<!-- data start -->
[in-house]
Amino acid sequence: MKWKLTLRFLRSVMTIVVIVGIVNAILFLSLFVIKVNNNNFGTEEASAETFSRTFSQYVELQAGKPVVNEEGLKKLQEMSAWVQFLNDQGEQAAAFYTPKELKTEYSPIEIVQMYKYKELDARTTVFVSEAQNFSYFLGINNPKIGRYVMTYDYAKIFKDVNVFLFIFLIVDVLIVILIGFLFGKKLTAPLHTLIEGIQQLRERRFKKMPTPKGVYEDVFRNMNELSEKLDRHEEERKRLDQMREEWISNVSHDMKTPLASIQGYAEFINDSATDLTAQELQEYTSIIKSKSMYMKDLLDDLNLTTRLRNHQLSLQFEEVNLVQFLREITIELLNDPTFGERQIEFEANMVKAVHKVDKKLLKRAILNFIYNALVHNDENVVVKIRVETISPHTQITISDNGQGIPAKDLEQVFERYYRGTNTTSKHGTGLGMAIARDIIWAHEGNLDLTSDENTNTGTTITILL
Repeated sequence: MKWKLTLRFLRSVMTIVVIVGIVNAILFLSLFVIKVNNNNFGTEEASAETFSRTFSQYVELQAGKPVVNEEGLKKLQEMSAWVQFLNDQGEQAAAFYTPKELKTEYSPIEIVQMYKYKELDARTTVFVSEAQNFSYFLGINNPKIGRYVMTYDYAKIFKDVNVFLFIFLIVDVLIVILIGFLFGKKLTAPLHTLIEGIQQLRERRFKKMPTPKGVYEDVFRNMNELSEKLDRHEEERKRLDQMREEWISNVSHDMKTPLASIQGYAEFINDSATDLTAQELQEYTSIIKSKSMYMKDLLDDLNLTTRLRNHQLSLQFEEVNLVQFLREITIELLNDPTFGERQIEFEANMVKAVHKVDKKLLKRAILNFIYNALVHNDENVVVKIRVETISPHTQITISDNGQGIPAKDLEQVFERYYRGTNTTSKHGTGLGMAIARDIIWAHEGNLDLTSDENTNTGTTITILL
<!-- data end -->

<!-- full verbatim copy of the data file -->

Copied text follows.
[in-house]
Amino acid sequence: MKWKLTLRFLRSVMTIVVIVGIVNAILFLSLFVIKVNNNNFGTEEASAETFSRTFSQYVELQAGKPVVNEEGLKKLQEMSAWVQFLNDQGEQAAAFYTPKELKTEYSPIEIVQMYKYKELDARTTVFVSEAQNFSYFLGINNPKIGRYVMTYDYAKIFKDVNVFLFIFLIVDVLIVILIGFLFGKKLTAPLHTLIEGIQQLRERRFKKMPTPKGVYEDVFRNMNELSEKLDRHEEERKRLDQMREEWISNVSHDMKTPLASIQGYAEFINDSATDLTAQELQEYTSIIKSKSMYMKDLLDDLNLTTRLRNHQLSLQFEEVNLVQFLREITIELLNDPTFGERQIEFEANMVKAVHKVDKKLLKRAILNFIYNALVHNDENVVVKIRVETISPHTQITISDNGQGIPAKDLEQVFERYYRGTNTTSKHGTGLGMAIARDIIWAHEGNLDLTSDENTNTGTTITILL
Repeated sequence: MKWKLTLRFLRSVMTIVVIVGIVNAILFLSLFVIKVNNNNFGTEEASAETFSRTFSQYVELQAGKPVVNEEGLKKLQEMSAWVQFLNDQGEQAAAFYTPKELKTEYSPIEIVQMYKYKELDARTTVFVSEAQNFSYFLGINNPKIGRYVMTYDYAKIFKDVNVFLFIFLIVDVLIVILIGFLFGKKLTAPLHTLIEGIQQLRERRFKKMPTPKGVYEDVFRNMNELSEKLDRHEEERKRLDQMREEWISNVSHDMKTPLASIQGYAEFINDSATDLTAQELQEYTSIIKSKSMYMKDLLDDLNLTTRLRNHQLSLQFEEVNLVQFLREITIELLNDPTFGERQIEFEANMVKAVHKVDKKLLKRAILNFIYNALVHNDENVVVKIRVETISPHTQITISDNGQGIPAKDLEQVFERYYRGTNTTSKHGTGLGMAIARDIIWAHEGNLDLTSDENTNTGTTITILL